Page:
A Brooklyn-based 3D printing lab that designs Covid-19 protective gear is increasingly fielding requests for custom-branded personal equipment as companies plan out scenarios for bringing their workforce back into an office in some capacity.
Christina Perla, co-founder and CEO of Brooklyn-based 3D printing service Makelab, said she has received “quite a few” orders for protective face shields bearing the logo of a particular company in the past week or so from businesses anticipating the limited reopening of workplaces.
Like many other 3D printing shops, Makelab has shifted its focus in recent months to help fill shortages in masks, face shields and other safety gear, partnering with a facial scanning company called Bellus3D on an app that will allow for custom-fitted masks. But as the traditional industry has begun to catch up to the sudden surge in demand for generic safety gear, the needs of her customers have been shifting to more niche, custom applications.
“There is a lot less demand for face shields than there was maybe three weeks ago,” Perla said. “But we’re starting to see a new demand pop up, which is pretty interesting. We’re getting a lot of requests from brands that are formulating their reopening plan for custom-branded face shields to replace the need for physical Plexi barriers.”
While Perla can’t name any of the clients at this time, some companies have already started to deploy branded PPE to essential workers in the field. Local news reporters at an ABC affiliate in Boston and a CBS affiliate in Providence, R.I., for instance, have been spotted in masks bearing the logo of their network. At least one Domino’s Pizza employee has posted on social media about a local franchise providing custom masks branded to match uniforms, and supermarket Publix has been selling branded masks in its company store.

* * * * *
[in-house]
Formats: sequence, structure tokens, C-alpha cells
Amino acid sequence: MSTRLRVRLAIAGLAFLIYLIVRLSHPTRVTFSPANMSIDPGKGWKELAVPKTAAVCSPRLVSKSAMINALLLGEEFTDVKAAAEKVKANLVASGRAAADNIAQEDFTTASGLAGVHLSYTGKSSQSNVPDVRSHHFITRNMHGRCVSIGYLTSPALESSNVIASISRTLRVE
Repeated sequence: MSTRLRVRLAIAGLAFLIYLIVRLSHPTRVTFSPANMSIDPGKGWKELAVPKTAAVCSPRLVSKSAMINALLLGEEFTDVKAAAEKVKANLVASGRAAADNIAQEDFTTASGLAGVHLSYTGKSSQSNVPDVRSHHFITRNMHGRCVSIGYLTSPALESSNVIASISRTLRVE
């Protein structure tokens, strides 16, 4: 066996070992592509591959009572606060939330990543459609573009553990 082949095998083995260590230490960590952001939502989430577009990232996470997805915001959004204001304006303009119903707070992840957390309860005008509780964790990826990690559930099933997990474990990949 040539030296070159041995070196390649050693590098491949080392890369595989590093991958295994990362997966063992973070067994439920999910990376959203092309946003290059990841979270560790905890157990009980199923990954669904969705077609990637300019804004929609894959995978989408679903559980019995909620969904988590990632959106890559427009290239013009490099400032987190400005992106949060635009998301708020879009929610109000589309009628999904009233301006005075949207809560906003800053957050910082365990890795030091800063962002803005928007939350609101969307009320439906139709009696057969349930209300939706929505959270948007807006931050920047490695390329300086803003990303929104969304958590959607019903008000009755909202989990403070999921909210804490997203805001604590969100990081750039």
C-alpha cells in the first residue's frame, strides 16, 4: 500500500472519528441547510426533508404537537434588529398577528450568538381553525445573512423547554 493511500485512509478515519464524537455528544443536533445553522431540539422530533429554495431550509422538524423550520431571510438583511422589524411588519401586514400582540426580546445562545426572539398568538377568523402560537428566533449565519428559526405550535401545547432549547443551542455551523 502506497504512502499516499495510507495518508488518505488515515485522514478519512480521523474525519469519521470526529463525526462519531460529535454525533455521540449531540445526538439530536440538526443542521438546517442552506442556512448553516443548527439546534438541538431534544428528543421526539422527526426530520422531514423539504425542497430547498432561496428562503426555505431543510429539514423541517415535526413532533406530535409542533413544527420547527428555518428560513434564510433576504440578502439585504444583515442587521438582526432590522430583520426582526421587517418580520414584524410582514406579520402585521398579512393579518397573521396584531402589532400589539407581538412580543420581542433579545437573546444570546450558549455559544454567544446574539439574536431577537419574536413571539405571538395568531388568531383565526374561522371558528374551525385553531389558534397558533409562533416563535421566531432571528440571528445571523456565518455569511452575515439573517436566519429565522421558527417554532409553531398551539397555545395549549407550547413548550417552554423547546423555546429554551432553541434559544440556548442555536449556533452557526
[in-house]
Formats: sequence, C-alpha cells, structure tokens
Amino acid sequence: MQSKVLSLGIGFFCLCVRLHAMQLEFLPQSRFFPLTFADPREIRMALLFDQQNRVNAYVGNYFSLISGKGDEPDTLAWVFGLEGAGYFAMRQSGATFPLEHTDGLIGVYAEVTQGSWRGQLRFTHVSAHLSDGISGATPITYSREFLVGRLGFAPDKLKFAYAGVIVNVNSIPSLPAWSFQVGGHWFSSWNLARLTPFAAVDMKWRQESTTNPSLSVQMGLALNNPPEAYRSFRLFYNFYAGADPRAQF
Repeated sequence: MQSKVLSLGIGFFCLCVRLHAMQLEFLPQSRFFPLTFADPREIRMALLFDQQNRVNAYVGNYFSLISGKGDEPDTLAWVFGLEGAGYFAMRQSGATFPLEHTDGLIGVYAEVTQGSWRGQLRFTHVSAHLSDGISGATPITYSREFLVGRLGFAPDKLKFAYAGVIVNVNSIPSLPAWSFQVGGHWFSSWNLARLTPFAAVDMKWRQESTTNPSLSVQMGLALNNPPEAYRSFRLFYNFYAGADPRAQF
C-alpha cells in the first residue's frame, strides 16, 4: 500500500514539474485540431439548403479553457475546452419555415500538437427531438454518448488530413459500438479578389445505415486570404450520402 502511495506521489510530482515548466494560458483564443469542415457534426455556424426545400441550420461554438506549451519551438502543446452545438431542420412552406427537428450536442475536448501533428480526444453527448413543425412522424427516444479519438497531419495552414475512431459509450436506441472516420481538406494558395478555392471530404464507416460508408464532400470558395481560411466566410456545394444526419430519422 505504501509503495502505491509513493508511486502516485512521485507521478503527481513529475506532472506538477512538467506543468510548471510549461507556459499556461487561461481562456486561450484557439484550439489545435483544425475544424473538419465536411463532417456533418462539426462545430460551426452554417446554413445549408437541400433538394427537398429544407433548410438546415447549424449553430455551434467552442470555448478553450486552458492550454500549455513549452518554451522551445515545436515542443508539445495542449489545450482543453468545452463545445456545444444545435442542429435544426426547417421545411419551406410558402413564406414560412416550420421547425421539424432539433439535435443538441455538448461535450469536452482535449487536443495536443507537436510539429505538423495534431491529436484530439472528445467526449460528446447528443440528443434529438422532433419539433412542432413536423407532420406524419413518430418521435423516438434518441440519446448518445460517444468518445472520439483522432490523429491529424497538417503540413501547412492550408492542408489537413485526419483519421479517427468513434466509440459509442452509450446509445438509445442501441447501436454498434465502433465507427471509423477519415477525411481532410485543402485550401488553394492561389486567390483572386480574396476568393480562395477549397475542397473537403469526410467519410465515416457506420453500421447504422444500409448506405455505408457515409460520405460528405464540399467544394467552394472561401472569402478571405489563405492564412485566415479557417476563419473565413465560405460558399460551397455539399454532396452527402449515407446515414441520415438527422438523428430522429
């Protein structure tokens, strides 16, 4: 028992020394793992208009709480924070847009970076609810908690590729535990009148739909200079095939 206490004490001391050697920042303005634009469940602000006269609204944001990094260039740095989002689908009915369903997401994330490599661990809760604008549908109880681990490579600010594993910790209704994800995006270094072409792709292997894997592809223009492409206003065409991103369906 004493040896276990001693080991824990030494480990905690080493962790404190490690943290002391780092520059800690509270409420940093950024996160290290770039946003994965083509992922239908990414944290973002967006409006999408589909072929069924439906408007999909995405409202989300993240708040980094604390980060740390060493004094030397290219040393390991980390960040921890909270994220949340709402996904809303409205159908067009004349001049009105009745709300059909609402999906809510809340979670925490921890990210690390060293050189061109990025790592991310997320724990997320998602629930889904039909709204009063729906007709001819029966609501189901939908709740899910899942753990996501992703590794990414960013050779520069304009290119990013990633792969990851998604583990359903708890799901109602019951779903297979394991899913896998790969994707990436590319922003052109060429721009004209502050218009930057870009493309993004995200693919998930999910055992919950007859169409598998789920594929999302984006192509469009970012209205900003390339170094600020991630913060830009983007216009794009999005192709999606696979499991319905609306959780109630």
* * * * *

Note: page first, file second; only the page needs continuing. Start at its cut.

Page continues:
Such use cases represent a more logistically sustainable application for 3D printing technology, which is better suited for creating a smaller number of quick turnaround, customized products than any type of mass production. While 3D printing had been put to use in factories elsewhere in Brooklyn and around the country to print tens of thousands of PPE items, their operators readily admitted that the effort was a stop-gap measure until conventional manufacturing industries could pivot to catch up.
“One thing that 3D printing is really good at is mass customization, especially for brands,” Perla said. “If you’re ordering quantities less than, like, 50,000, it’s more difficult to get something traditionally made or get a product branded and made in time. So I feel like, if anything, that’s where 3D printing really fits.”
Perla also hopes that the impact relief efforts like these will have on the popular perception of 3D printing will far outlast the pandemic.
“It’s been put in front of a lot of eyes and a lot of people, and I’m hoping that this inspires the use of 3D printing more as a big educating moment,” Perla said.